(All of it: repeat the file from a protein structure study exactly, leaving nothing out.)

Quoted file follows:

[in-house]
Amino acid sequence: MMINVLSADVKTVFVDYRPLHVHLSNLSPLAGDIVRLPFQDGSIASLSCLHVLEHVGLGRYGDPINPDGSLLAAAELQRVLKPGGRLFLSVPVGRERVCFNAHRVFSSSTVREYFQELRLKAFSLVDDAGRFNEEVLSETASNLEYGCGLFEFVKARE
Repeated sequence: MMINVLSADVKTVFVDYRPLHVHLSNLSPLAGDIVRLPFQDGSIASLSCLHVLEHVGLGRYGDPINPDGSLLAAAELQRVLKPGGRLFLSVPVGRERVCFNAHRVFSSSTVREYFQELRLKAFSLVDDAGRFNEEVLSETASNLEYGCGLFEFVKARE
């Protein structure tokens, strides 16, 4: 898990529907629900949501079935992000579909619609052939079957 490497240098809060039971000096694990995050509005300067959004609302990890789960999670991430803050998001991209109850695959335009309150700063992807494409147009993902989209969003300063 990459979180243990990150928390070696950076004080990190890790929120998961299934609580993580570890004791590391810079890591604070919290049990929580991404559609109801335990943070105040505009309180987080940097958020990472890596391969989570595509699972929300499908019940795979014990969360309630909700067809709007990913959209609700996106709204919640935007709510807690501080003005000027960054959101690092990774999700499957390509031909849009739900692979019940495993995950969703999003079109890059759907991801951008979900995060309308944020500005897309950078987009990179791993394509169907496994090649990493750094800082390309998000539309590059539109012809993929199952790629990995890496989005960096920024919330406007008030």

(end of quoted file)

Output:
[in-house]
Amino acid sequence: MMINVLSADVKTVFVDYRPLHVHLSNLSPLAGDIVRLPFQDGSIASLSCLHVLEHVGLGRYGDPINPDGSLLAAAELQRVLKPGGRLFLSVPVGRERVCFNAHRVFSSSTVREYFQELRLKAFSLVDDAGRFNEEVLSETASNLEYGCGLFEFVKARE
Repeated sequence: MMINVLSADVKTVFVDYRPLHVHLSNLSPLAGDIVRLPFQDGSIASLSCLHVLEHVGLGRYGDPINPDGSLLAAAELQRVLKPGGRLFLSVPVGRERVCFNAHRVFSSSTVREYFQELRLKAFSLVDDAGRFNEEVLSETASNLEYGCGLFEFVKARE
């Protein structure tokens, strides 16, 4: 898990529907629900949501079935992000579909619609052939079957 490497240098809060039971000096694990995050509005300067959004609302990890789960999670991430803050998001991209109850695959335009309150700063992807494409147009993902989209969003300063 990459979180243990990150928390070696950076004080990190890790929120998961299934609580993580570890004791590391810079890591604070919290049990929580991404559609109801335990943070105040505009309180987080940097958020990472890596391969989570595509699972929300499908019940795979014990969360309630909700067809709007990913959209609700996106709204919640935007709510807690501080003005000027960054959101690092990774999700499957390509031909849009739900692979019940495993995950969703999003079109890059759907991801951008979900995060309308944020500005897309950078987009990179791993394509169907496994090649990493750094800082390309998000539309590059539109012809993929199952790629990995890496989005960096920024919330406007008030």